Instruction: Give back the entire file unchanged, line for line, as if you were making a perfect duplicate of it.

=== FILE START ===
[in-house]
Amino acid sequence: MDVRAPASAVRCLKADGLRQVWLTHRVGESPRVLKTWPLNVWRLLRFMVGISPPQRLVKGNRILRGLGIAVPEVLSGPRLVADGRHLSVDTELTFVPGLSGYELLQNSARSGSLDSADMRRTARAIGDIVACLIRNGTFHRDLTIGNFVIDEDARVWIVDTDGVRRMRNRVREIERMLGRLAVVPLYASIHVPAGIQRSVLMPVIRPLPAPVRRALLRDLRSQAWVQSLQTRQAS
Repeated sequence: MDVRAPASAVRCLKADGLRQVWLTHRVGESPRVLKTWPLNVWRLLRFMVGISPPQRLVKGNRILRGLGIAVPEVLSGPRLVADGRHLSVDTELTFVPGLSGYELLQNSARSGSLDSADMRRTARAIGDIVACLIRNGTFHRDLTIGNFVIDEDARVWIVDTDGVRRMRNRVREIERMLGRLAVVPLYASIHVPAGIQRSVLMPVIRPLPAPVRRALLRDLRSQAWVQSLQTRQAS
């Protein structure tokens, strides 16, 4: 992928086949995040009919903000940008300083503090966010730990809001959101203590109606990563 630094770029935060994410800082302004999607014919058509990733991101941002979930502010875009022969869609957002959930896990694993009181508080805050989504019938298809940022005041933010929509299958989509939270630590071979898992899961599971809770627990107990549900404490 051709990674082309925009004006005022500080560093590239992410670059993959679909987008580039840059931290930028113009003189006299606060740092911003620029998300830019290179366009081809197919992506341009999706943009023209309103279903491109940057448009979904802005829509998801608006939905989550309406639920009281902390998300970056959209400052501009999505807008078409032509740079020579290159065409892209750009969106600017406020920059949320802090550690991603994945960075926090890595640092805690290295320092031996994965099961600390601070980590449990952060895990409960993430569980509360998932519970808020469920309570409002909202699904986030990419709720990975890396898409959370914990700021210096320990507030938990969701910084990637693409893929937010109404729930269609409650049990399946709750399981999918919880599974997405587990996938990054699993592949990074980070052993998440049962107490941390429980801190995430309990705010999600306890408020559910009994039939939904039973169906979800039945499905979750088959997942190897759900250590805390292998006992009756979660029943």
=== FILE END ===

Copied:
[in-house]
Amino acid sequence: MDVRAPASAVRCLKADGLRQVWLTHRVGESPRVLKTWPLNVWRLLRFMVGISPPQRLVKGNRILRGLGIAVPEVLSGPRLVADGRHLSVDTELTFVPGLSGYELLQNSARSGSLDSADMRRTARAIGDIVACLIRNGTFHRDLTIGNFVIDEDARVWIVDTDGVRRMRNRVREIERMLGRLAVVPLYASIHVPAGIQRSVLMPVIRPLPAPVRRALLRDLRSQAWVQSLQTRQAS
Repeated sequence: MDVRAPASAVRCLKADGLRQVWLTHRVGESPRVLKTWPLNVWRLLRFMVGISPPQRLVKGNRILRGLGIAVPEVLSGPRLVADGRHLSVDTELTFVPGLSGYELLQNSARSGSLDSADMRRTARAIGDIVACLIRNGTFHRDLTIGNFVIDEDARVWIVDTDGVRRMRNRVREIERMLGRLAVVPLYASIHVPAGIQRSVLMPVIRPLPAPVRRALLRDLRSQAWVQSLQTRQAS
């Protein structure tokens, strides 16, 4: 992928086949995040009919903000940008300083503090966010730990809001959101203590109606990563 630094770029935060994410800082302004999607014919058509990733991101941002979930502010875009022969869609957002959930896990694993009181508080805050989504019938298809940022005041933010929509299958989509939270630590071979898992899961599971809770627990107990549900404490 051709990674082309925009004006005022500080560093590239992410670059993959679909987008580039840059931290930028113009003189006299606060740092911003620029998300830019290179366009081809197919992506341009999706943009023209309103279903491109940057448009979904802005829509998801608006939905989550309406639920009281902390998300970056959209400052501009999505807008078409032509740079020579290159065409892209750009969106600017406020920059949320802090550690991603994945960075926090890595640092805690290295320092031996994965099961600390601070980590449990952060895990409960993430569980509360998932519970808020469920309570409002909202699904986030990419709720990975890396898409959370914990700021210096320990507030938990969701910084990637693409893929937010109404729930269609409650049990399946709750399981999918919880599974997405587990996938990054699993592949990074980070052993998440049962107490941390429980801190995430309990705010999600306890408020559910009994039939939904039973169906979800039945499905979750088959997942190897759900250590805390292998006992009756979660029943």